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Lenten Devotions from Fourth Presbyterian Church

Saturday, November 3, 2018

Today’s Scripture Reading | John 11:32–44

When Mary came where Jesus was and saw him, she knelt at his feet and said to him, “Lord, if you had been here, my brother would not have died.”

When Jesus saw her weeping, and the Jews who came with her also weeping, he was greatly disturbed in spirit and deeply moved. He said, “Where have you laid him?” They said to him, “Lord, come and see.” Jesus began to weep. So the Jews said, “See how he loved him!” But some of them said, “Could not he who opened the eyes of the blind man have kept this man from dying?” Then Jesus, again greatly disturbed, came to the tomb. It was a cave, and a stone was lying against it. Jesus said, “Take away the stone.” Martha, the sister of the dead man, said to him, “Lord, already there is a stench because he has been dead four days.” Jesus said to her, “Did I not tell you that if you believed, you would see the glory of God?” So they took away the stone. And Jesus looked upward and said, “Father, I thank you for having heard me. I knew that you always hear me, but I have said this for the sake of the crowd standing here, so that they may believe that you sent me.” When he had said this, he cried with a loud voice, “Lazarus, come out!” The dead man came out, his hands and feet bound with strips of cloth, and his face wrapped in a cloth. Jesus said to them, “Unbind him, and let him go.” (NRSV)

John 11:35 is considered the shortest verse in the Bible in the King James Version, where it simply says “Jesus wept.” Here Jesus is weeping because his beloved friend Lazarus has died. Another time that scripture notes Jesus wept was when he drew near and saw the city of Jerusalem, saying, “Would that you, even you, had known on this day the things that make for peace!” (Luke 19:41).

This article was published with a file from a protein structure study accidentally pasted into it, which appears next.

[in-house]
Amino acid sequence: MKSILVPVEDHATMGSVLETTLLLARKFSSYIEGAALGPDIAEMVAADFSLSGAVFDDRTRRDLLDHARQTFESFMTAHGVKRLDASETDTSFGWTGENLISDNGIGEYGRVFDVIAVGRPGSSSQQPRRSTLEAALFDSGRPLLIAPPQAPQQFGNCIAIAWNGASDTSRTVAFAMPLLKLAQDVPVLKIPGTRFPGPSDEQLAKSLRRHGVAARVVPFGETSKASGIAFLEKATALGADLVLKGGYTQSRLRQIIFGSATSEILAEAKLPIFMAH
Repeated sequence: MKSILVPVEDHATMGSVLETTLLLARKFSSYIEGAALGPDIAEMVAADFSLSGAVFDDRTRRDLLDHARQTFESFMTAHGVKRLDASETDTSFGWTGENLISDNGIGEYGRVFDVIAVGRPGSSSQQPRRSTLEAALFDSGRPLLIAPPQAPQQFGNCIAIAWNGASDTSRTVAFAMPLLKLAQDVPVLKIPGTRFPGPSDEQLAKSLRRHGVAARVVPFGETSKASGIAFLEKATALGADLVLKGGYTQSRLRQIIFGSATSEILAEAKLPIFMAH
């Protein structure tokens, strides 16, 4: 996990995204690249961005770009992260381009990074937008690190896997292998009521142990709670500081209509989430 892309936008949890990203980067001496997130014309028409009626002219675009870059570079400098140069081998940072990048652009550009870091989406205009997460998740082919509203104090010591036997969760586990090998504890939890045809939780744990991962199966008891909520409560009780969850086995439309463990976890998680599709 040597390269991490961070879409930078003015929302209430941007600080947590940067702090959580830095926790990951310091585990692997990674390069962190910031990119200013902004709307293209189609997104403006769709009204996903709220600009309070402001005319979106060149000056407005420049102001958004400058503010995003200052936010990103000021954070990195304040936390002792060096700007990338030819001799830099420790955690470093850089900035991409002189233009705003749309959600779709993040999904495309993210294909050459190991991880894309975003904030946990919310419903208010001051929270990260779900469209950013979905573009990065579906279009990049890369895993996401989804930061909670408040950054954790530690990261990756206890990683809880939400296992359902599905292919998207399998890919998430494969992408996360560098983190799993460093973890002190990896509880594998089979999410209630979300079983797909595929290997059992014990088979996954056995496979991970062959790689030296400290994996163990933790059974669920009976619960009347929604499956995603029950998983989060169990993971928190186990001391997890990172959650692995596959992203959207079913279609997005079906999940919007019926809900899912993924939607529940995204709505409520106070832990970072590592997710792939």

The depth of sorrow or anger a person feels shows how much they truly care about something or someone and wish things were different. Some who saw Jesus weep over Lazarus said, “See how he loved him!” But others said, “Could not he who opened the eyes of the blind man have kept this man from dying?”

Those two responses to Jesus capture what many of us think in the midst of tragedy, whether personal or as a society. Part of us believes God loves us so much that when we suffer God suffers with us, weeping when we weep. God’s compassion for us—which in Latin means “co-suffering”—may be the very thing that unleashes God’s power of healing. God strengthens us to face whatever trials life brings, granting us peace that passes human understanding.

Another part of us wonders why God didn’t prevent tragedy and loss from happening in the first place. But there is the mystery: we don’t fully understand why God allows humanity to experience illness and death or to sow evil and experience its consequences. What we know is that there is nothing in life or in death that can separate us from God’s love. That’s huge. May that be enough.

Quiet my questions enough, God, so that I can experience your gift of solidarity and presence with me in all seasons of life. Amen.

Written by Victoria G. Curtiss, Associate Pastor for Mission

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